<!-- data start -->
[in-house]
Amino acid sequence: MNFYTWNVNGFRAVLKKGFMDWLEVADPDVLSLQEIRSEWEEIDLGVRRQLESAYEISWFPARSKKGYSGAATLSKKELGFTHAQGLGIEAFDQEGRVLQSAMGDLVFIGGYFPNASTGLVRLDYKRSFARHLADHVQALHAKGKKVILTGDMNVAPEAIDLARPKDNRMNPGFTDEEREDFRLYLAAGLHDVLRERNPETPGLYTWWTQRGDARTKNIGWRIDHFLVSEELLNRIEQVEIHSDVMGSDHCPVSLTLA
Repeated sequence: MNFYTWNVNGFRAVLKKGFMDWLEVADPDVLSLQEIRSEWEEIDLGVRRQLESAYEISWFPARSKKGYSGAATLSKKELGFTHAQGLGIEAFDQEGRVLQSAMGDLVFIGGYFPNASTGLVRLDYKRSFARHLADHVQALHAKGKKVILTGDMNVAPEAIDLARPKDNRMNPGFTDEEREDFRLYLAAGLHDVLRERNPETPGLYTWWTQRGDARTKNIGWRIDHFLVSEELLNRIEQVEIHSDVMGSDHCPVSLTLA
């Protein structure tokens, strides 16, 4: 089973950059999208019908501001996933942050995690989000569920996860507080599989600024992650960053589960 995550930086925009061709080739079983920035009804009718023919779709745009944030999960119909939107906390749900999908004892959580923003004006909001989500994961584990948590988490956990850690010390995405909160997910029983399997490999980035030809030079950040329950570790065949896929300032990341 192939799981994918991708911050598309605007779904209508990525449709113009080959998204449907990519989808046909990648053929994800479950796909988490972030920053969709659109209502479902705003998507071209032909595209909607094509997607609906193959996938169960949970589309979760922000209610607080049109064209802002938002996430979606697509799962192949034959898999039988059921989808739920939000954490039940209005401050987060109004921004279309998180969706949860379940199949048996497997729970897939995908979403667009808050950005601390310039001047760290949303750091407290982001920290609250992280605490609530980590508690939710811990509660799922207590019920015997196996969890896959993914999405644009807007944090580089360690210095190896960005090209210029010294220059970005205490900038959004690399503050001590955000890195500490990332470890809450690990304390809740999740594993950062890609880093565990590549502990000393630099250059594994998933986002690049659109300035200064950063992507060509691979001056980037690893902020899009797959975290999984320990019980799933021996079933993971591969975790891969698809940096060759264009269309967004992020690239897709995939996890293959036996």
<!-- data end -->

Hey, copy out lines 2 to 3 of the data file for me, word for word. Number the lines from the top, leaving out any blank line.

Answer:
Amino acid sequence: MNFYTWNVNGFRAVLKKGFMDWLEVADPDVLSLQEIRSEWEEIDLGVRRQLESAYEISWFPARSKKGYSGAATLSKKELGFTHAQGLGIEAFDQEGRVLQSAMGDLVFIGGYFPNASTGLVRLDYKRSFARHLADHVQALHAKGKKVILTGDMNVAPEAIDLARPKDNRMNPGFTDEEREDFRLYLAAGLHDVLRERNPETPGLYTWWTQRGDARTKNIGWRIDHFLVSEELLNRIEQVEIHSDVMGSDHCPVSLTLA
Repeated sequence: MNFYTWNVNGFRAVLKKGFMDWLEVADPDVLSLQEIRSEWEEIDLGVRRQLESAYEISWFPARSKKGYSGAATLSKKELGFTHAQGLGIEAFDQEGRVLQSAMGDLVFIGGYFPNASTGLVRLDYKRSFARHLADHVQALHAKGKKVILTGDMNVAPEAIDLARPKDNRMNPGFTDEEREDFRLYLAAGLHDVLRERNPETPGLYTWWTQRGDARTKNIGWRIDHFLVSEELLNRIEQVEIHSDVMGSDHCPVSLTLA